- Last Updated on Wednesday, 03 April 2013 10:32
- Published on Wednesday, 03 April 2013 10:32
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About once every two years council members bring up the subject of school consolidation. Former Mayor Fred Rummage was often accused of trying to consolidate the town’s school system with Westmoreland County, which he denied in a school board meeting saying “I have never in my entire adult life not supported public education! I have not in my entire public life not supported teachers and the people working in the schools! And I have never suggested eliminating the school system or closing down the school system!”
The current council decided to explore the issue last week, in fact it took up a considerable amount of time at the first half of this month’s Colonial Beach Town Council work session on Friday. However no mention of it was made at the second half of the meeting on Monday.
The subject was brought up when Councilman Gary Seeber suggested hiring the town’s auditors, Davenport, to conduct a study to find out if consolidating the Colonial Beach Schools with Westmoreland County Schools would be advantageous.
If council is serious about the matter this time, this would be a good starting point since Virginia Code requires proof that consolidation must be of monetary savings in order to be considered.
Virginia Code § 22.1-25 Subsection C-3 states that when any school division considers any change in the composition of a school division, the Board of Education shall consider among other things “The potential of the proposed school division to promote efficiency in the use of school facilities and school personnel and economy in operation.”
§ 22.1-25 lays out the ground rules for any locality wishing to consolidate, in brief the Colonial Beach School Board, Westmoreland County School Board, Colonial Beach Town Council and the Westmoreland Board of Supervisors all must agree on the consolidation of the school in order for the process to even begin.
Then the groups must submit the request to the Virginia State Board of Education and any change in the school division must not be in conflict with any joint resolutions of the General Assembly in the upcoming year.
A whole host of conditions must be met in order for the State Board of Education to allow such a consolidation.
In addition all school property located within the Town of Colonial Beach would then become the property of Westmoreland County.
The mere thought of consolidation, brings much controversy in this town among citizens. But one council member Wanda Goforth even suggested consolidating the police department with theWestmoreland County Sheriff’s Office.
The town is currently negotiating to consolidate the dispatch of the police station with Westmoreland, however the police department would remain in the hands of the Colonial Beach Town Council to govern. Consolidation of the entire police department would bring about many changes.
Consolidation would eliminate representation over police protection. Currently under Colonial Beach Town Council the police department is run by the Chief of Police, the town collects taxes for the police department and distributes those funds each year as the police budget is presented. The council, consisting of six members and one mayor, preside over the police department with full power to hire and fire the Chief of Police.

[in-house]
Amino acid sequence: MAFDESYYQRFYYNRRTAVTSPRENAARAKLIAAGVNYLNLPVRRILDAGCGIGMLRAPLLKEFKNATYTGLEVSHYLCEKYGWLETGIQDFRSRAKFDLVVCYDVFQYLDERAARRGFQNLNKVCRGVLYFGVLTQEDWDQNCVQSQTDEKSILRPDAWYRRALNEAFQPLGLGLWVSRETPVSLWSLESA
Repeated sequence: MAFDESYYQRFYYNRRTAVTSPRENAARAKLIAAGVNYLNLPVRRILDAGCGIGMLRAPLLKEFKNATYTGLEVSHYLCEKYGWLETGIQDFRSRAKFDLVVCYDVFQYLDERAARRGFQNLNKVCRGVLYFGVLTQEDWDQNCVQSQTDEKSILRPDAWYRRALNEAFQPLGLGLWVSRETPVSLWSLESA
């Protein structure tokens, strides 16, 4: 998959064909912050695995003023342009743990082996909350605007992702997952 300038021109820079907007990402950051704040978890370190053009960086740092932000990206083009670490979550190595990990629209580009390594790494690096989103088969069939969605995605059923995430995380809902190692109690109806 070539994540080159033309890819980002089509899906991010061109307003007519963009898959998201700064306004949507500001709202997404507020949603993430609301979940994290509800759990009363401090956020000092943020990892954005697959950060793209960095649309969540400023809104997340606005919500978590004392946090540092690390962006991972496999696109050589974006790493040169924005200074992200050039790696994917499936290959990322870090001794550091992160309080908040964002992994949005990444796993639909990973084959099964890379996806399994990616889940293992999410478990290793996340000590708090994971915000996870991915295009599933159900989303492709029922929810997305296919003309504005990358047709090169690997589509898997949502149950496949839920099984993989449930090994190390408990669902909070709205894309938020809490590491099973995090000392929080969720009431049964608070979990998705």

If consolidation occurred, the Town Council would no longer have governing power over the police assigned to the town of Colonial Beach. That power would reside with the Westmoreland County Sheriff’s Office. Currently the supervisors have five sitting members. One of which, Larry Roberson, who represents Colonial Beach, has a one fifth say in county funded matters concerning the Town of Colonial Beach.
In terms of government, if consolidation of the police department occurred the town’s interest in police protection would be represented by one county supervisor rather than that of seven members of council.
Another matter to consider is the population of Colonial Beach. The town is roughly two square miles with a population of over 3,500. This is roughly a population of 1,750 people per square mile. A much higher population density than that of greater Westmoreland County.
If consolidation occurred, the amount of police protection would then be governed by the Sheriff’s Office.
If both the school and the police department were consolidated with the county, that would leave only public works, building & zoning and town staff for the Colonial Beach Town Council to govern.
The council has not even explored the consequences such consolidations would have on the comprehensive plan or the town’s application for a Virginia Department of Housing and Community Development Block Grant for Revitalization.
It’s not clear what it will take for future councils to decide one way or the other on consolidation matters for the Town of Colonial Beach. But it is clear that with every consolidation, the town government will lose governing powers.
During Friday’s meeting, Councilman Jim Chiarello said, “Having our own school attracts visitors and new residents.” Chiarello said that the town needs to boost its population to grow the economy of the town. “The future of Colonial Beach is at stake here. Can we afford taking away that aspect that attracts people to this community? We need to stimulate every area of this town in order to grow the population.”
Montross, the only other incorporated town in Westmoreland, operates without a police department or school of it’s own. While Montross is the County Seat, it only has a population of roughly 350 citizens.